An online petition calling for a stop to a proposed strata complex development at The Ruins Way has attracted more than 470 signatures.
Paula Sen Gupta launched the Change.org petition on behalf of concerned residents.
They feel the proposed 16 double-storey townhouses earmarked for 91 The Ruins Way are not in keeping with the neighbourhood known for its large leafy blocks and predominantly single-storey homes.
Ms Sen Gupta said the response to the petition showed it was a concern shared by others.
But the company behind the proposal says it is working inside the planning guidelines and the proposed development will not detract from the area.
A development application has been lodged with Port Macquarie-Hastings Council for the $4.2 million development with 16 townhouses, common driveway, seven on-site visitor parking spaces and two recreation rotundas.
The petition appeals to the council to "use common sense and listen to the community by stopping the inappropriate strata complex development".
Ms Sen Gupta said the proposed development did not take into account its surroundings.
Residents' concerns include privacy loss, noise, overshadowing, increased traffic, building density, the double-storey nature of the units and the impact on koalas.
St Agnes' Parish has sold the site
St Agnes' Parish withdrew a student accommodation development application for the same site in early 2018 after residents' opposition.
The parish subsequently explored the possibility of alternatives on the site such as a primary school, day care centre, aged care units, crisis accommodation and social housing.
St Agnes' Parish priest Father Paul Gooley said in the end, the parish sold the land and it was their intention to use the money to provide for charitable works.
He said the parish provided the new owner with a consent form to enable the DA to be lodged but the parish no longer had any connection to 91 The Ruins Way.
Hibbard Homes stands by development plan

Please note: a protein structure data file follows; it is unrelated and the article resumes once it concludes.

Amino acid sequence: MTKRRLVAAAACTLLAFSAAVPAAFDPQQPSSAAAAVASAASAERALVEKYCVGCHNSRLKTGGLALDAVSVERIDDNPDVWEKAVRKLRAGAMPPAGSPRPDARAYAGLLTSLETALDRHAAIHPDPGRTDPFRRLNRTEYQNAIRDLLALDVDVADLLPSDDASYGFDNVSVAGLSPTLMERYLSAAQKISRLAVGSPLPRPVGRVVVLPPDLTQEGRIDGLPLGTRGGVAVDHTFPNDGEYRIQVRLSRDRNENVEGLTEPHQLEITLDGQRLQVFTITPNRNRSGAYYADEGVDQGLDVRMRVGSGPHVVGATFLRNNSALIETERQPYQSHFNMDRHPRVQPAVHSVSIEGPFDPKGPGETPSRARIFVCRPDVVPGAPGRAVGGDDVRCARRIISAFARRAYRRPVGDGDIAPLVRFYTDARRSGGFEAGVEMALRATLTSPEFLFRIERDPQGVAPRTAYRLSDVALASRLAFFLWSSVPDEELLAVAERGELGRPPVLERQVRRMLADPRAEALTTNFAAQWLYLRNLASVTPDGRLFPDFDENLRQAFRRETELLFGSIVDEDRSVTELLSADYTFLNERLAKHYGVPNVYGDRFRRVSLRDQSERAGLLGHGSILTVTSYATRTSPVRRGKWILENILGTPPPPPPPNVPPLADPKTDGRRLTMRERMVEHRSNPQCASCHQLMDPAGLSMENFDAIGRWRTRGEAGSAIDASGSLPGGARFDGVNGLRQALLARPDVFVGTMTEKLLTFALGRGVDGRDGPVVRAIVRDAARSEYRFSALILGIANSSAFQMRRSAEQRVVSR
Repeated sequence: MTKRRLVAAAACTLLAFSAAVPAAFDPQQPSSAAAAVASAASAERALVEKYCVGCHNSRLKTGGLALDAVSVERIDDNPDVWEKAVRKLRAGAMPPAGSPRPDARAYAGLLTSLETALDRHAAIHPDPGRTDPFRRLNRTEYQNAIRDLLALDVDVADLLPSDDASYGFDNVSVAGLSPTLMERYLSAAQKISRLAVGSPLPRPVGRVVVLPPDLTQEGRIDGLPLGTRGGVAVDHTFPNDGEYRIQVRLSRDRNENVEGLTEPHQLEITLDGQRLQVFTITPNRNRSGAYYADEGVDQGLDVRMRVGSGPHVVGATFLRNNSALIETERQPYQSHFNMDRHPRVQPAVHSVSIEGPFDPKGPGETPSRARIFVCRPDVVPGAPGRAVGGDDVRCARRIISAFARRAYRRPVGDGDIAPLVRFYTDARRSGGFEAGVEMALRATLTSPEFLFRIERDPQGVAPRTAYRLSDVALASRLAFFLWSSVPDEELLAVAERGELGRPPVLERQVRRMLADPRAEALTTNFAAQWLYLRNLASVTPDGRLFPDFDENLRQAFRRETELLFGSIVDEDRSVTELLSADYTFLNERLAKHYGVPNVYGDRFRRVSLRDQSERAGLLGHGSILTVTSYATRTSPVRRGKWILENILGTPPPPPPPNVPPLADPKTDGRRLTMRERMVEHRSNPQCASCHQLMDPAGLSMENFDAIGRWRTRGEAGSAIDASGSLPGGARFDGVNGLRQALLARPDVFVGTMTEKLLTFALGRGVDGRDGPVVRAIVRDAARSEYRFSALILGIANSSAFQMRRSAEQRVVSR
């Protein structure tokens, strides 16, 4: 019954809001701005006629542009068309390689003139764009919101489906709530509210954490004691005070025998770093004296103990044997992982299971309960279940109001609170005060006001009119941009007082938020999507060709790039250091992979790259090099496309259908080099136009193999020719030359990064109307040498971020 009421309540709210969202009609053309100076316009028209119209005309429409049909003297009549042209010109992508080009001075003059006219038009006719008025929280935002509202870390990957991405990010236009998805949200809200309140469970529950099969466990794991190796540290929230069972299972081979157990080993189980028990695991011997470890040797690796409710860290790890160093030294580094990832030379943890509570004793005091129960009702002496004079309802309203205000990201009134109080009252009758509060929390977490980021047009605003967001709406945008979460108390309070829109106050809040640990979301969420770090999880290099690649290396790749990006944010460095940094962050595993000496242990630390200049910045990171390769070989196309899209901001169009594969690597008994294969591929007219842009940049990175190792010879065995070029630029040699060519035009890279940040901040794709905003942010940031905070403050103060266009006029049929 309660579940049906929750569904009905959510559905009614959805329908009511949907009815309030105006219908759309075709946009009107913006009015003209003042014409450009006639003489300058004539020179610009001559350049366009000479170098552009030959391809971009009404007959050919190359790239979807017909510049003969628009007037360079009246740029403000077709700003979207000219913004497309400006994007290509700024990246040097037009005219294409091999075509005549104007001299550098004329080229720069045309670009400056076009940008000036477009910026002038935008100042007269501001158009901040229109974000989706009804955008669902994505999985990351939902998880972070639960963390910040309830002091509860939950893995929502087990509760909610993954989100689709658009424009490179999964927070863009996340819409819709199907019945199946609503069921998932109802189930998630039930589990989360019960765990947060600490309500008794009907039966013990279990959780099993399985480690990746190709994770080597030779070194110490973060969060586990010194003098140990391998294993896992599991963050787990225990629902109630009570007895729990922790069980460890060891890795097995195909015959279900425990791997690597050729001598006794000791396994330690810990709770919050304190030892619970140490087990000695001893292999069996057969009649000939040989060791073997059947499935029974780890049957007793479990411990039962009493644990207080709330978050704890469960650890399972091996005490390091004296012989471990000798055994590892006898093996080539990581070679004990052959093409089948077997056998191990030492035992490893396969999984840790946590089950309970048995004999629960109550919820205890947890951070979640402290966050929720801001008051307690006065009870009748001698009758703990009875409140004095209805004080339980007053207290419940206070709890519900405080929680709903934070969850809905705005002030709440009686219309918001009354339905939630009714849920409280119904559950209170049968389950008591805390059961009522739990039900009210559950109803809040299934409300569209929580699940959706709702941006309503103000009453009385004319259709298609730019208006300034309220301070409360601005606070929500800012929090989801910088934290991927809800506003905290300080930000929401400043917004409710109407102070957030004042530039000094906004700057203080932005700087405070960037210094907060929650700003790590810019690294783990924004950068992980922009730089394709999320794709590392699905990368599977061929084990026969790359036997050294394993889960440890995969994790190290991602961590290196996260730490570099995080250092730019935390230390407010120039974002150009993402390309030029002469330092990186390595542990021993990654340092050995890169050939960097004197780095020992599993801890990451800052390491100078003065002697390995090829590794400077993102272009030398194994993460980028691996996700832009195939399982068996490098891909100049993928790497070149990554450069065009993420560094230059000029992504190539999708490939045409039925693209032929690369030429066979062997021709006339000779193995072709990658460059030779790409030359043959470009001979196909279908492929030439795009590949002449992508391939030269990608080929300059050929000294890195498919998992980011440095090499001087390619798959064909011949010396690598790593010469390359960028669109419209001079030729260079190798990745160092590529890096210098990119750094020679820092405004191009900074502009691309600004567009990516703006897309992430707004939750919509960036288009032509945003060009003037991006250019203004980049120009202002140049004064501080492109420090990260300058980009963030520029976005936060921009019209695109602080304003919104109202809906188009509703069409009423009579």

Hibbard Homes branch manager Greg Anderson confirmed Hibbard Homes now owned the land.
"We have no interest in upsetting anybody, but at the same time, this town is a go ahead town, and we have to be able to move forward in a positive and efficient manner and that's providing housing for people," he said.
Mr Anderson moved to allay residents' concerns.
He said the high-end townhouses would not detract from the surrounding area in terms of appearance.
Mr Anderson said the proposal was within design and development guidelines and met the council's planning policies.
The land was actually being under developed, he said, with buildings only covering 33 per cent of the site.
The design has been adjusted to accommodate the trees.
"We are working closely with an arborist in regards to the protection of those trees," Mr Anderson said.
"There's lots of green area being included and it doesn't overshadow any house to our knowledge.
"There are no upstairs windows that are less than 1.2 metres from the floor."
Residents voice their concerns
Siggy Hanisch and Louise Alexander bought their house 12 months ago.
"We weren't expecting to be completely blocked in by 12 two-storey townhouses," Ms Alexander said.
"We will lose our natural light, the sunlight and privacy."
Mr Hanisch said he hoped common sense would prevail.
Resident Steve Boardman believes the proposed development is inconsistent with the area.
"This is an area with single-storey houses and I would like to see it continue that way," he said.
Mr Boardman said the roads were already congested without extra traffic.
Angie Reichelt agreed: "I don't think we can deal with any more traffic," she said.
Mrs Reichelt also has concerns about water run-off from the site.
Adam Drenzla said residents wanted the council to hear their concerns.
His objection to the proposal includes the building density.
The impact of the development with noise from outside areas, privacy issues and traffic generation are among resident Tania Mackenzie's concerns.
But her main concern is she believes the proposal just doesn't fit in with the neighbourhood.
"There is no development like that in this area," Mrs Mackenzie said.
The development application features an arborist report, bushfire report, plans and statement of environmental effects.
Council outlines its process
Submissions have been received in response to the development application.
Those submissions will be evaluated as part of the DA process.
A report will go before the council's Development Assessment Panel and those who made the submissions will be advised when the meeting will take place.
The development application will be assessed on its merits.
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